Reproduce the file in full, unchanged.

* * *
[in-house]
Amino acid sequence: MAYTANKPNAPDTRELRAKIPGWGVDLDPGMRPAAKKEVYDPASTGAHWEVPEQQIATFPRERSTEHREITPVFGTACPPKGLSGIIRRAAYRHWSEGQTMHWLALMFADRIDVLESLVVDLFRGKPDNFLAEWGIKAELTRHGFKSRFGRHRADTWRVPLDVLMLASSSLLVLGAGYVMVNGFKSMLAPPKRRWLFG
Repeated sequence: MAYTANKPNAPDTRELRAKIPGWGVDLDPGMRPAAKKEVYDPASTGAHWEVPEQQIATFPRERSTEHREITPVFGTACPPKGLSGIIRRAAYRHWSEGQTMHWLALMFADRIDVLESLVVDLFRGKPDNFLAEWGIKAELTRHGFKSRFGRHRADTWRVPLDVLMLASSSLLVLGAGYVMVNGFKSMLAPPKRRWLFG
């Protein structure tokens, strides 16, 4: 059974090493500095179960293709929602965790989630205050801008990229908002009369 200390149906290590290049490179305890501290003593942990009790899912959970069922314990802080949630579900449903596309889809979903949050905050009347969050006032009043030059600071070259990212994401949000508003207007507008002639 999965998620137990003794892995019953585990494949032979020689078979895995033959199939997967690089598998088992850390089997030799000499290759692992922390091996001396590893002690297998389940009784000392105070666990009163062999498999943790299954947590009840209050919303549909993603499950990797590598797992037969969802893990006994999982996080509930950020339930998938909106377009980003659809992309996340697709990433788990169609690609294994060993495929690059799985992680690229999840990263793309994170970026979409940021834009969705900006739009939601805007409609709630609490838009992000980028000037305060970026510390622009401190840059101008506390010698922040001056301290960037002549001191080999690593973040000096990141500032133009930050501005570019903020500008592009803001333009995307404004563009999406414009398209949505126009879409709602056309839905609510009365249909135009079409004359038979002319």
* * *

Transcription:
[in-house]
Amino acid sequence: MAYTANKPNAPDTRELRAKIPGWGVDLDPGMRPAAKKEVYDPASTGAHWEVPEQQIATFPRERSTEHREITPVFGTACPPKGLSGIIRRAAYRHWSEGQTMHWLALMFADRIDVLESLVVDLFRGKPDNFLAEWGIKAELTRHGFKSRFGRHRADTWRVPLDVLMLASSSLLVLGAGYVMVNGFKSMLAPPKRRWLFG
Repeated sequence: MAYTANKPNAPDTRELRAKIPGWGVDLDPGMRPAAKKEVYDPASTGAHWEVPEQQIATFPRERSTEHREITPVFGTACPPKGLSGIIRRAAYRHWSEGQTMHWLALMFADRIDVLESLVVDLFRGKPDNFLAEWGIKAELTRHGFKSRFGRHRADTWRVPLDVLMLASSSLLVLGAGYVMVNGFKSMLAPPKRRWLFG
């Protein structure tokens, strides 16, 4: 059974090493500095179960293709929602965790989630205050801008990229908002009369 200390149906290590290049490179305890501290003593942990009790899912959970069922314990802080949630579900449903596309889809979903949050905050009347969050006032009043030059600071070259990212994401949000508003207007507008002639 999965998620137990003794892995019953585990494949032979020689078979895995033959199939997967690089598998088992850390089997030799000499290759692992922390091996001396590893002690297998389940009784000392105070666990009163062999498999943790299954947590009840209050919303549909993603499950990797590598797992037969969802893990006994999982996080509930950020339930998938909106377009980003659809992309996340697709990433788990169609690609294994060993495929690059799985992680690229999840990263793309994170970026979409940021834009969705900006739009939601805007409609709630609490838009992000980028000037305060970026510390622009401190840059101008506390010698922040001056301290960037002549001191080999690593973040000096990141500032133009930050501005570019903020500008592009803001333009995307404004563009999406414009398209949505126009879409709602056309839905609510009365249909135009079409004359038979002319």